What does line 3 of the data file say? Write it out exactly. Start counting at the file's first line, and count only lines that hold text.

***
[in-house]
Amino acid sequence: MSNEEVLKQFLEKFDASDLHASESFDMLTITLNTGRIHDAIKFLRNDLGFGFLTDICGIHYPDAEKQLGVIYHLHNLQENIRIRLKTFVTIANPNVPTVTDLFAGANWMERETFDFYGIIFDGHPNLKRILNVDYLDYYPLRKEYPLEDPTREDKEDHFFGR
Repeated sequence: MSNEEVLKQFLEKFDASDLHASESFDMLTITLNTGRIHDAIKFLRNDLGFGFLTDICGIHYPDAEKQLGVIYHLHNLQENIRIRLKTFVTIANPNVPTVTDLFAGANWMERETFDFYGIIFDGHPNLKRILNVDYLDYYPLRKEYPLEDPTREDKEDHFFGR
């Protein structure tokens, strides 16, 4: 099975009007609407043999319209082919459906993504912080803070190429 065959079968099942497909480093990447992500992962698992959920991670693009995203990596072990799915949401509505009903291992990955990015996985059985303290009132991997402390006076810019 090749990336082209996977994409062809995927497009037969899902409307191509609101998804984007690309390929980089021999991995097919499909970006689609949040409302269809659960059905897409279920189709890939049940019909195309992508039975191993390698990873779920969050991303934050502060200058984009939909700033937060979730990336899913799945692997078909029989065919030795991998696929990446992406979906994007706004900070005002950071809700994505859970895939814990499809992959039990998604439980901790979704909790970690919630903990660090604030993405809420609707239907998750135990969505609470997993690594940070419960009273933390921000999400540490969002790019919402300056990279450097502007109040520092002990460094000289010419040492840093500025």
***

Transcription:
Repeated sequence: MSNEEVLKQFLEKFDASDLHASESFDMLTITLNTGRIHDAIKFLRNDLGFGFLTDICGIHYPDAEKQLGVIYHLHNLQENIRIRLKTFVTIANPNVPTVTDLFAGANWMERETFDFYGIIFDGHPNLKRILNVDYLDYYPLRKEYPLEDPTREDKEDHFFGR